You may have noticed that The Paris Climate Agreement is getting a lot of press lately. Here’s a brief look at what this deal is and why it is such an important topic:
The Paris Climate Agreement was adopted in 2015 at the Paris climate conference, AKA COP21 (check out this amazing artwork linking virtual trees, tree projection, human heartbeats and tree planting initiatives that was exhibited during the conference). This deal was considered legally binging in some aspects and 195 countries, including the United States, adopted it. The main goal is, of course, to fight and slow climate change and its negative effects on the earth, primarily by keeping the rise in global temperature to below 2 degrees Celsius. Keeping the increase below 1.5 degrees Celsius is another initial stated goal, as is hitting the peak of global emissions ASAP, so that the decline can begin. Once the peak is reached, the European Commission explains, members of the accord will undertake “rapid reductions thereafter in accordance with the best available science.”
Scott Barrett of Columbia University served on the U.N.’s Climate Panel and told Public Broadcasting Service (PBS) that while he thinks the 2 degree target was chosen for somewhat arbitrary and political reasons, rather than a specific scientific reason, it was selected because a unified global goal among countries was important and, it was hoped it “would mobilize the action needed to get the whole world to act together.”
William Brangham of PBS NewsHour explains in the same report that the increasing carbon sits in the atmosphere, traps radiation from the sun, and warms the Earth. One 2016 study stated that Earth is perilously close to reaching a climate tipping point, which would start a dangerous warming feedback cycle through which warm soil triggers organisms in the soil to become more active, releasing more carbon into the atmosphere, and warming the planet further.
A key defining factor of the Paris Climate Deal is that countries are empowered to come up with their own ways to fulfill the agreement. This respects lessons learned in past negotiations, such as the failed climate change meetings in 2009, and the significant diversity of the participating countries. Before the conference and during it, the countries each shared national climate action plans, which would, when combined, not slow the temperature rise to the desired 2 degrees but are a strong start. The governments also agreed to meet every five years to set new, updated targets, to share their progress with each other and the public at large, and to practice accountability and transparency.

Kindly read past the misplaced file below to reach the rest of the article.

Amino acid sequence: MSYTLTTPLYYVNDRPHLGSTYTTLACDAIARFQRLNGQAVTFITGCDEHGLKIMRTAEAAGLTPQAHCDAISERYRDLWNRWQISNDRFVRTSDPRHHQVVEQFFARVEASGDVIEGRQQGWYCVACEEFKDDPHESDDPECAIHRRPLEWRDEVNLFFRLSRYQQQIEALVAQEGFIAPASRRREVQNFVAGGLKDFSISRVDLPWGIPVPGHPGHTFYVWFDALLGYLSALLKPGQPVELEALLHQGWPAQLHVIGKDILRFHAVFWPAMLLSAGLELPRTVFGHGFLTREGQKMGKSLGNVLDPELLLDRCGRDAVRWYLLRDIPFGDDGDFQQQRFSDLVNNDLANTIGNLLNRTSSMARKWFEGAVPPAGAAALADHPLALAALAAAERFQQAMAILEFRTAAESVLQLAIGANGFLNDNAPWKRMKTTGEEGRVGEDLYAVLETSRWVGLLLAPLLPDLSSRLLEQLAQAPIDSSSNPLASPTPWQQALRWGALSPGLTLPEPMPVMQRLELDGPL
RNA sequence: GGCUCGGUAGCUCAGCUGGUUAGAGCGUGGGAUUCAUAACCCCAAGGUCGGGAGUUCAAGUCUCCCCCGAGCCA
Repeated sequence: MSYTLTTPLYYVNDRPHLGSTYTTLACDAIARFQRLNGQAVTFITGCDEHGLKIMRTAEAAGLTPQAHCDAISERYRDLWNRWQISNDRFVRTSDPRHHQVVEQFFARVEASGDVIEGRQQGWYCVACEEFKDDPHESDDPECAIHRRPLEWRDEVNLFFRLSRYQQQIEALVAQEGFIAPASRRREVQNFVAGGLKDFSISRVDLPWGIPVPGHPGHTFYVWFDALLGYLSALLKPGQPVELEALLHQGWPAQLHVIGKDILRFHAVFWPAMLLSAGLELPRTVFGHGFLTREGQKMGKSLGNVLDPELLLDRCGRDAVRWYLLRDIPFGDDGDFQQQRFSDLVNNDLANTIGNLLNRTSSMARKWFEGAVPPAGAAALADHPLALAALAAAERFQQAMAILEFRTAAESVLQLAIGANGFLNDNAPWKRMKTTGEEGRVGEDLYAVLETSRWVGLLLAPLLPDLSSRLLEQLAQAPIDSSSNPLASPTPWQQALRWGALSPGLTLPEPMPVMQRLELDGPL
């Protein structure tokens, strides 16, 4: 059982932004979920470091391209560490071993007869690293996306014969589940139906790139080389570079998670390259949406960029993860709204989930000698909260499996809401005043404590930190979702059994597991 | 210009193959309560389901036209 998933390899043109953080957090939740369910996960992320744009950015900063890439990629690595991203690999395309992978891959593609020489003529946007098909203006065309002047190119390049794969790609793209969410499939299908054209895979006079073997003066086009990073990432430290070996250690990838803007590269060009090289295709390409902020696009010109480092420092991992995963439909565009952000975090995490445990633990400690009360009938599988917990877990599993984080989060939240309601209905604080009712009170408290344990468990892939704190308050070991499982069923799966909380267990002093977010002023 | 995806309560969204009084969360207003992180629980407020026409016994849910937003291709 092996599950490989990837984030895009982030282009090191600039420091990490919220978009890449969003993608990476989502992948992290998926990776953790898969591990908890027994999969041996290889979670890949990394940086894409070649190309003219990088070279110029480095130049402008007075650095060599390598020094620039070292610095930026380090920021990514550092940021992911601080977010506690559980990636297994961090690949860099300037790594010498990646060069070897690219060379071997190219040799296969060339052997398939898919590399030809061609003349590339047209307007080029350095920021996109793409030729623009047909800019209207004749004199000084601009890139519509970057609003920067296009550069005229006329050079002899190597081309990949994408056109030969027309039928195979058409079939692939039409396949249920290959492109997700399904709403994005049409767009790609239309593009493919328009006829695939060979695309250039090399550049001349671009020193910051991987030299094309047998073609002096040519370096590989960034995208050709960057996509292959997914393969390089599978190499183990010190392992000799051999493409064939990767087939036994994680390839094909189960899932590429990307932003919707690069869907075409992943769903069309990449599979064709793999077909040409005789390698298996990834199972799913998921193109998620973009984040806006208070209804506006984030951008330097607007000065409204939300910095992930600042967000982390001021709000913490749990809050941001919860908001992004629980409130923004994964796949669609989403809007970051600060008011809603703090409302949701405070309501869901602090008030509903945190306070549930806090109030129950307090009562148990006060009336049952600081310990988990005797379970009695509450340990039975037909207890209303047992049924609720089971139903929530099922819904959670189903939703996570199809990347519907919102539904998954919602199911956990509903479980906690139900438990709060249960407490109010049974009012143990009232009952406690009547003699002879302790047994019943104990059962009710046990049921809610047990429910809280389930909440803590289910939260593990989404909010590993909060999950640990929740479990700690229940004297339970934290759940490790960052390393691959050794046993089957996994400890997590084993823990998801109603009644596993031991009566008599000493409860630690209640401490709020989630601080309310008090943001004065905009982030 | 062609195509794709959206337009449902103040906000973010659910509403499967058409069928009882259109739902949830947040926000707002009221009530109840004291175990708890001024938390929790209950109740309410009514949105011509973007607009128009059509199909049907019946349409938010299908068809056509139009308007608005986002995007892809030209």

The role of non-party stakeholders, such as private sector organizations, cities, regional authorities within nations, and individual citizens around the globe, are also recognized within the deal as crucial. The deal invites them to reduce emissions and promotes cooperation toward the shared goals of the deal.
Protecting ecosystems and using land in environmentally friendly ways are central aspects of this deal, according to Duncan Marsh, the Nature Conservancy’s director of international climate policy; he says the deal “promotes sustainable management of land, which can range from conserving and restoring forests to improving agriculture.”
The EU and other countries considered developed also made a commitment to support climate change reduction and resilience in countries considered to be emerging or developing, with fewer resources to contribute to this goal. They established a plan of raising and directing $100 billion to this goal by the year 2025, with another similar goal to be made thereafter. In 2016, the U.S. gave two $500 million contributions to the U.N. fund that is dedicated to helping developing countries fight climate change and move forward with green energy initiatives, called the Green Climate Fund.
In April 2016, the Paris Climate Agreement was opened for signatures under the condition that it would only pass if a minimum of 55 countries, which had to represent 55 percent of global emissions, ratified it. The Paris Agreement entered into force in November 2016. The Nature Conservancy explains that some of the aspects of this agreement are considered binding, including the requirement to report on emission-lowering progress. The setting of country-specific targets, however, is non-binding.
The countries which signed the Paris Climate Accord:
Lately, there’s plenty of buzz about the present and future state of U.S environmental policy. And, the Paris Climate Agreement will be a big part of if it, one way or another.